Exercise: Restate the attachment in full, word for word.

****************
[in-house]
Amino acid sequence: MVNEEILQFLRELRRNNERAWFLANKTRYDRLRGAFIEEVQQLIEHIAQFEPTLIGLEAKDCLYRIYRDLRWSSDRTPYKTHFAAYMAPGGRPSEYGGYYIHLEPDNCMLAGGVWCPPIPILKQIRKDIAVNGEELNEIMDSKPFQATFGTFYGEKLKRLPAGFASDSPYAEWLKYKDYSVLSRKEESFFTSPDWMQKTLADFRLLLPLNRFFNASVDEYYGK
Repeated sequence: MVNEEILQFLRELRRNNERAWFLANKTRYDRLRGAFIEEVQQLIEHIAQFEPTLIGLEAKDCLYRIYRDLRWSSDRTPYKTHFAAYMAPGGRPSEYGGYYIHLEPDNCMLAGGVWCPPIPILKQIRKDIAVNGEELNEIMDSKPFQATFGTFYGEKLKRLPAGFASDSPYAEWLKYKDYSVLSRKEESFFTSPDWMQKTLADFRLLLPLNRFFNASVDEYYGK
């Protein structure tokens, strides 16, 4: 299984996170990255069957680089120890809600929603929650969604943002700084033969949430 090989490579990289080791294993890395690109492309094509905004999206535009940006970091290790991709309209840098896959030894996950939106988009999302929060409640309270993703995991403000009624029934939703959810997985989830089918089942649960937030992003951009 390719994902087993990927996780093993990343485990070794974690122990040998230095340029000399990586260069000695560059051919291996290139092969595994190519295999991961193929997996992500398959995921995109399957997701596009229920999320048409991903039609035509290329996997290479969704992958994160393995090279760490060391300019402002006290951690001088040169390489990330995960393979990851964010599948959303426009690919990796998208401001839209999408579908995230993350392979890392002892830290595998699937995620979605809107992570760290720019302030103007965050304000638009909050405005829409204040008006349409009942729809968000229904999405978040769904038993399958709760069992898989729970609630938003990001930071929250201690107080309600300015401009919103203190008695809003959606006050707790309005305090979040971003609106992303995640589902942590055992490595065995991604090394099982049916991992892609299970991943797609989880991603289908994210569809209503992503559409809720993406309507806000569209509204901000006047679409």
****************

[in-house]
Amino acid sequence: MVNEEILQFLRELRRNNERAWFLANKTRYDRLRGAFIEEVQQLIEHIAQFEPTLIGLEAKDCLYRIYRDLRWSSDRTPYKTHFAAYMAPGGRPSEYGGYYIHLEPDNCMLAGGVWCPPIPILKQIRKDIAVNGEELNEIMDSKPFQATFGTFYGEKLKRLPAGFASDSPYAEWLKYKDYSVLSRKEESFFTSPDWMQKTLADFRLLLPLNRFFNASVDEYYGK
Repeated sequence: MVNEEILQFLRELRRNNERAWFLANKTRYDRLRGAFIEEVQQLIEHIAQFEPTLIGLEAKDCLYRIYRDLRWSSDRTPYKTHFAAYMAPGGRPSEYGGYYIHLEPDNCMLAGGVWCPPIPILKQIRKDIAVNGEELNEIMDSKPFQATFGTFYGEKLKRLPAGFASDSPYAEWLKYKDYSVLSRKEESFFTSPDWMQKTLADFRLLLPLNRFFNASVDEYYGK
């Protein structure tokens, strides 16, 4: 299984996170990255069957680089120890809600929603929650969604943002700084033969949430 090989490579990289080791294993890395690109492309094509905004999206535009940006970091290790991709309209840098896959030894996950939106988009999302929060409640309270993703995991403000009624029934939703959810997985989830089918089942649960937030992003951009 390719994902087993990927996780093993990343485990070794974690122990040998230095340029000399990586260069000695560059051919291996290139092969595994190519295999991961193929997996992500398959995921995109399957997701596009229920999320048409991903039609035509290329996997290479969704992958994160393995090279760490060391300019402002006290951690001088040169390489990330995960393979990851964010599948959303426009690919990796998208401001839209999408579908995230993350392979890392002892830290595998699937995620979605809107992570760290720019302030103007965050304000638009909050405005829409204040008006349409009942729809968000229904999405978040769904038993399958709760069992898989729970609630938003990001930071929250201690107080309600300015401009919103203190008695809003959606006050707790309005305090979040971003609106992303995640589902942590055992490595065995991604090394099982049916991992892609299970991943797609989880991603289908994210569809209503992503559409809720993406309507806000569209509204901000006047679409």